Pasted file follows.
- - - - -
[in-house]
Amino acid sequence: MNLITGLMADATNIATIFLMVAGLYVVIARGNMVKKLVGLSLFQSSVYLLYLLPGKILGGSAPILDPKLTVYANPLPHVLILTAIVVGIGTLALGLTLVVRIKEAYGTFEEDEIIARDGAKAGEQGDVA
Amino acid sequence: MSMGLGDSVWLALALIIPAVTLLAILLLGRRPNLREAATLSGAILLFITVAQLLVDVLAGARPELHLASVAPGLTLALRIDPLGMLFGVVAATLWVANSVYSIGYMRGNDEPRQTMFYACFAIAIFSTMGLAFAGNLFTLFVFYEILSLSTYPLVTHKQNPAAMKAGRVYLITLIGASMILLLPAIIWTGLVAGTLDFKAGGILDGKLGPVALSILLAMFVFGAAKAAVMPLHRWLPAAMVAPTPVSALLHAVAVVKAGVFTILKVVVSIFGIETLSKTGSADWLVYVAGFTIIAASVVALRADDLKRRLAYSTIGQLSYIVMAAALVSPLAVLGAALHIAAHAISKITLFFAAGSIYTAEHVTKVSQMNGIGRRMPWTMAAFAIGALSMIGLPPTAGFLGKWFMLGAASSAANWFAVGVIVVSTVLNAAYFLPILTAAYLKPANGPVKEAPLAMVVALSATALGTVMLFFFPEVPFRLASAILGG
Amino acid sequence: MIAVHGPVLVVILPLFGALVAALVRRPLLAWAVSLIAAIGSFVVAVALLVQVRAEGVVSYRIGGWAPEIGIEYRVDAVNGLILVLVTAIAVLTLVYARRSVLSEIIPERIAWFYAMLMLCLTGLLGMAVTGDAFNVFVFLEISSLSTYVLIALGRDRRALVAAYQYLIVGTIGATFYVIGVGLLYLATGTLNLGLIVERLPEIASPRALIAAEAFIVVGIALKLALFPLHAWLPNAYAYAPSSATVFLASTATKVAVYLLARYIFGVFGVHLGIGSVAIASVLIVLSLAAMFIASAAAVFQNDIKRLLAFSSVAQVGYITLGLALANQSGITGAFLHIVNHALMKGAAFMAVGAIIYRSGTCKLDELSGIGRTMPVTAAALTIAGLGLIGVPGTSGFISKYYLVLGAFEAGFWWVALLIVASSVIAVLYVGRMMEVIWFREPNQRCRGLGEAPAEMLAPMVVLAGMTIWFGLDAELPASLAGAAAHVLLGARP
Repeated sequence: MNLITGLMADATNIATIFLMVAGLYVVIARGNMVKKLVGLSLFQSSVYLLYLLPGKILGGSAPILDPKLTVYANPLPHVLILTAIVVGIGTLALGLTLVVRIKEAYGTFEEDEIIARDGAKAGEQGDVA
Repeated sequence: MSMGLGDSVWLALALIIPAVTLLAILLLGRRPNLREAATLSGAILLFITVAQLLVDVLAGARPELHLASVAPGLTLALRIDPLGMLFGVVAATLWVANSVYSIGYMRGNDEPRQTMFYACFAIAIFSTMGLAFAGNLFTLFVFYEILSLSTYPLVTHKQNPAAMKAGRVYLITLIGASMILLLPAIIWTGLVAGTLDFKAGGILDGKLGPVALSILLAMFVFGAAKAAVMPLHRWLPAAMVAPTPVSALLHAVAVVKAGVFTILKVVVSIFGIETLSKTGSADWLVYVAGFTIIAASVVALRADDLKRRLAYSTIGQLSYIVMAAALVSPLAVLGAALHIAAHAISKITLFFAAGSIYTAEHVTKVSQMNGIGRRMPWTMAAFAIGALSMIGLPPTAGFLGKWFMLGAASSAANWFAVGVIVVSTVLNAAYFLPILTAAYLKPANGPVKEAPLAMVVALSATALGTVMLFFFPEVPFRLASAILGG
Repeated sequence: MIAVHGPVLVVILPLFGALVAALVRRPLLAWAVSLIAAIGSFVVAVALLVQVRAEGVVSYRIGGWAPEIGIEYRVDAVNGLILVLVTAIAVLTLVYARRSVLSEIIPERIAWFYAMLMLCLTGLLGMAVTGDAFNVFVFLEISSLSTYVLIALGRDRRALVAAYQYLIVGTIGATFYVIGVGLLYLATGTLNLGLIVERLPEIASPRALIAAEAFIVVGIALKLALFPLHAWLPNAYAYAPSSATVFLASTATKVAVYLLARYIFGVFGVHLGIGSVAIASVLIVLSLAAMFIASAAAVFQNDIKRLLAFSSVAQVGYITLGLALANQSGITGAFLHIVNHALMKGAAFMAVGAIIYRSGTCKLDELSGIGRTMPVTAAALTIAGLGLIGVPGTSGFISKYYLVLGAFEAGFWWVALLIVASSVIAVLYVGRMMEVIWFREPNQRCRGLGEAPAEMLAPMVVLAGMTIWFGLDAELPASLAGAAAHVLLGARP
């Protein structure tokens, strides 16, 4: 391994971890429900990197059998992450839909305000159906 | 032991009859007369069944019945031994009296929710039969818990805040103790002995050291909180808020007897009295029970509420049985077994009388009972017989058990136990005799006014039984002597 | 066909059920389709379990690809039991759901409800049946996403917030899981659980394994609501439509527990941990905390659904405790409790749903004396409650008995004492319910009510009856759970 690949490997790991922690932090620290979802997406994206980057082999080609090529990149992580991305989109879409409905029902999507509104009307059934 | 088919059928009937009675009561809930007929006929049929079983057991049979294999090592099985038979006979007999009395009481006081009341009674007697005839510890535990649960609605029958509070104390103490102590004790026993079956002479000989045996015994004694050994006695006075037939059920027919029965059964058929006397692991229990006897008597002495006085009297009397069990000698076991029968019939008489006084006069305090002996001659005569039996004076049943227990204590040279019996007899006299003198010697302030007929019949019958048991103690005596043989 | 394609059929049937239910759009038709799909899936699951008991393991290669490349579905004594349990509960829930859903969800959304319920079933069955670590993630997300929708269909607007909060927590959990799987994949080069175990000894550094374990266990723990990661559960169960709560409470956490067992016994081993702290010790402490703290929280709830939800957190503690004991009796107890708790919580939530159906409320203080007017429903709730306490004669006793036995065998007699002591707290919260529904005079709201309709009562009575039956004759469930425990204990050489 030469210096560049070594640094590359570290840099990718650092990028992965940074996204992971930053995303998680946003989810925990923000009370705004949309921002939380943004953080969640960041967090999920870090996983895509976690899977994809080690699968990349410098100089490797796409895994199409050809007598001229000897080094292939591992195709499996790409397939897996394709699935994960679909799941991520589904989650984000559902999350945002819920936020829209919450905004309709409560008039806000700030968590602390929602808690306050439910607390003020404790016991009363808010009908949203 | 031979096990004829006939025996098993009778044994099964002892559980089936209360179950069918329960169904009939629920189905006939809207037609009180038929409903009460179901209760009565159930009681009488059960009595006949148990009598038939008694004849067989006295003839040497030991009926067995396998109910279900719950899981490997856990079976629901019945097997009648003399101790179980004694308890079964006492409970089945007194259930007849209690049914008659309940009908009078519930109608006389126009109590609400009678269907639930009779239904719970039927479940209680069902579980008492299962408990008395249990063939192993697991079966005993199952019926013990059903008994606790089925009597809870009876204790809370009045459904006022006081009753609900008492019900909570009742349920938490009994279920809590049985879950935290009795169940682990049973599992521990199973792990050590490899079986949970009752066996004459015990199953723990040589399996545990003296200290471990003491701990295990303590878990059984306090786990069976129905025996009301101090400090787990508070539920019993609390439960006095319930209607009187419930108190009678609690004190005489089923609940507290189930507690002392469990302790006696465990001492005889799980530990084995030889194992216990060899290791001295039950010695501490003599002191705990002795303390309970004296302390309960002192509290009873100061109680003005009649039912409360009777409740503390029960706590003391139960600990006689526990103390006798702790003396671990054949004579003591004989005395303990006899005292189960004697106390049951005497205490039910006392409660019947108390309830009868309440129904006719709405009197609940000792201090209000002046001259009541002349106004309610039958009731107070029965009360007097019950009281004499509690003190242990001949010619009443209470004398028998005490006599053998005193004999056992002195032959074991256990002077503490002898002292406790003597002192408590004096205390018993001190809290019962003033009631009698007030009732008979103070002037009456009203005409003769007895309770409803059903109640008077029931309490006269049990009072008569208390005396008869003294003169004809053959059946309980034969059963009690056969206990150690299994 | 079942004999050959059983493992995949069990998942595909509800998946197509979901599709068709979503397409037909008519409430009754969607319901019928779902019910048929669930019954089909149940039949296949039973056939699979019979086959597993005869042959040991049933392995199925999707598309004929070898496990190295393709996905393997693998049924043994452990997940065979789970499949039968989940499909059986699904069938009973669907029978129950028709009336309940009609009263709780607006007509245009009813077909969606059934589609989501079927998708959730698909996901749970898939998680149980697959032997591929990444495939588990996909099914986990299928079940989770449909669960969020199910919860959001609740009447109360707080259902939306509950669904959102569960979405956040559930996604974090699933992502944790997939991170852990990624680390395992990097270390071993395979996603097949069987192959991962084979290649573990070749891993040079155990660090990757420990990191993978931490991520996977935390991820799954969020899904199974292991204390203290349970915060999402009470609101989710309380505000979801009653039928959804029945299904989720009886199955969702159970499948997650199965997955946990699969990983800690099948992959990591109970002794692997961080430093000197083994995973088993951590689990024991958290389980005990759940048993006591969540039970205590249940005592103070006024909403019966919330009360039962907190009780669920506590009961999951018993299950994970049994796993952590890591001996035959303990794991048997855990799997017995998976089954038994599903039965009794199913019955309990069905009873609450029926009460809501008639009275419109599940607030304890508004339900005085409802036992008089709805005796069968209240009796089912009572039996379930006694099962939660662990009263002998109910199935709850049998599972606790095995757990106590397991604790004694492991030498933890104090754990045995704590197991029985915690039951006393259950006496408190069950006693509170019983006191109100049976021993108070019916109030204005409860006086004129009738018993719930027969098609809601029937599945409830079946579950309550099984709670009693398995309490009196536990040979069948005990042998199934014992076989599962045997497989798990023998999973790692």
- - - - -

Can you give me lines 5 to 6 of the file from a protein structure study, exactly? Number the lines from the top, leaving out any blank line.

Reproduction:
Repeated sequence: MNLITGLMADATNIATIFLMVAGLYVVIARGNMVKKLVGLSLFQSSVYLLYLLPGKILGGSAPILDPKLTVYANPLPHVLILTAIVVGIGTLALGLTLVVRIKEAYGTFEEDEIIARDGAKAGEQGDVA
Repeated sequence: MSMGLGDSVWLALALIIPAVTLLAILLLGRRPNLREAATLSGAILLFITVAQLLVDVLAGARPELHLASVAPGLTLALRIDPLGMLFGVVAATLWVANSVYSIGYMRGNDEPRQTMFYACFAIAIFSTMGLAFAGNLFTLFVFYEILSLSTYPLVTHKQNPAAMKAGRVYLITLIGASMILLLPAIIWTGLVAGTLDFKAGGILDGKLGPVALSILLAMFVFGAAKAAVMPLHRWLPAAMVAPTPVSALLHAVAVVKAGVFTILKVVVSIFGIETLSKTGSADWLVYVAGFTIIAASVVALRADDLKRRLAYSTIGQLSYIVMAAALVSPLAVLGAALHIAAHAISKITLFFAAGSIYTAEHVTKVSQMNGIGRRMPWTMAAFAIGALSMIGLPPTAGFLGKWFMLGAASSAANWFAVGVIVVSTVLNAAYFLPILTAAYLKPANGPVKEAPLAMVVALSATALGTVMLFFFPEVPFRLASAILGG